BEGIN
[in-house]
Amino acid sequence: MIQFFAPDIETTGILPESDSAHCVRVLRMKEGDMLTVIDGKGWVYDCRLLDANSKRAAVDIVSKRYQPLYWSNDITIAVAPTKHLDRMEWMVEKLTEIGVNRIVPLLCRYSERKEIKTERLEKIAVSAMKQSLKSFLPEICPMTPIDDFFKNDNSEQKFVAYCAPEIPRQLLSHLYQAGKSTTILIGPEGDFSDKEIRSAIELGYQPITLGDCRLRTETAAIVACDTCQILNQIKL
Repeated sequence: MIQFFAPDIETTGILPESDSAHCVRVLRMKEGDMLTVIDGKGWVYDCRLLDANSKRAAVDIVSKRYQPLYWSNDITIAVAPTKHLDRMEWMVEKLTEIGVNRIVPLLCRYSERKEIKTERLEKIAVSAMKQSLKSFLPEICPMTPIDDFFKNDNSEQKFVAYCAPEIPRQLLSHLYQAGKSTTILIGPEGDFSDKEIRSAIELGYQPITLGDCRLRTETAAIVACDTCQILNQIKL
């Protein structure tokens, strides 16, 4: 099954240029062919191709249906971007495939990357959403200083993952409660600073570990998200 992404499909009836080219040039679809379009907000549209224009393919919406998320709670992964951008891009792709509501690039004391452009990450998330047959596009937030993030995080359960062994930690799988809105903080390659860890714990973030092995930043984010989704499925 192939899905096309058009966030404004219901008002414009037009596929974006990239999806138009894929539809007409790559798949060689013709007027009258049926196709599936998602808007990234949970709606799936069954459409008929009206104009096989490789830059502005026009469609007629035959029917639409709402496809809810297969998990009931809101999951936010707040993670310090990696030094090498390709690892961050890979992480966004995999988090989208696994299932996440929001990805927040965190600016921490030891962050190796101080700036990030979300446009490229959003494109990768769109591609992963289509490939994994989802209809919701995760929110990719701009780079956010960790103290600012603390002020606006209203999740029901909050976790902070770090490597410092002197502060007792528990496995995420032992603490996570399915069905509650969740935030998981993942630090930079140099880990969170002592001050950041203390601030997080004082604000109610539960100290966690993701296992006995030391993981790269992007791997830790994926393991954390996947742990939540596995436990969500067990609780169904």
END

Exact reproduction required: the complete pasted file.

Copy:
[in-house]
Amino acid sequence: MIQFFAPDIETTGILPESDSAHCVRVLRMKEGDMLTVIDGKGWVYDCRLLDANSKRAAVDIVSKRYQPLYWSNDITIAVAPTKHLDRMEWMVEKLTEIGVNRIVPLLCRYSERKEIKTERLEKIAVSAMKQSLKSFLPEICPMTPIDDFFKNDNSEQKFVAYCAPEIPRQLLSHLYQAGKSTTILIGPEGDFSDKEIRSAIELGYQPITLGDCRLRTETAAIVACDTCQILNQIKL
Repeated sequence: MIQFFAPDIETTGILPESDSAHCVRVLRMKEGDMLTVIDGKGWVYDCRLLDANSKRAAVDIVSKRYQPLYWSNDITIAVAPTKHLDRMEWMVEKLTEIGVNRIVPLLCRYSERKEIKTERLEKIAVSAMKQSLKSFLPEICPMTPIDDFFKNDNSEQKFVAYCAPEIPRQLLSHLYQAGKSTTILIGPEGDFSDKEIRSAIELGYQPITLGDCRLRTETAAIVACDTCQILNQIKL
């Protein structure tokens, strides 16, 4: 099954240029062919191709249906971007495939990357959403200083993952409660600073570990998200 992404499909009836080219040039679809379009907000549209224009393919919406998320709670992964951008891009792709509501690039004391452009990450998330047959596009937030993030995080359960062994930690799988809105903080390659860890714990973030092995930043984010989704499925 192939899905096309058009966030404004219901008002414009037009596929974006990239999806138009894929539809007409790559798949060689013709007027009258049926196709599936998602808007990234949970709606799936069954459409008929009206104009096989490789830059502005026009469609007629035959029917639409709402496809809810297969998990009931809101999951936010707040993670310090990696030094090498390709690892961050890979992480966004995999988090989208696994299932996440929001990805927040965190600016921490030891962050190796101080700036990030979300446009490229959003494109990768769109591609992963289509490939994994989802209809919701995760929110990719701009780079956010960790103290600012603390002020606006209203999740029901909050976790902070770090490597410092002197502060007792528990496995995420032992603490996570399915069905509650969740935030998981993942630090930079140099880990969170002592001050950041203390601030997080004082604000109610539960100290966690993701296992006995030391993981790269992007791997830790994926393991954390996947742990939540596995436990969500067990609780169904």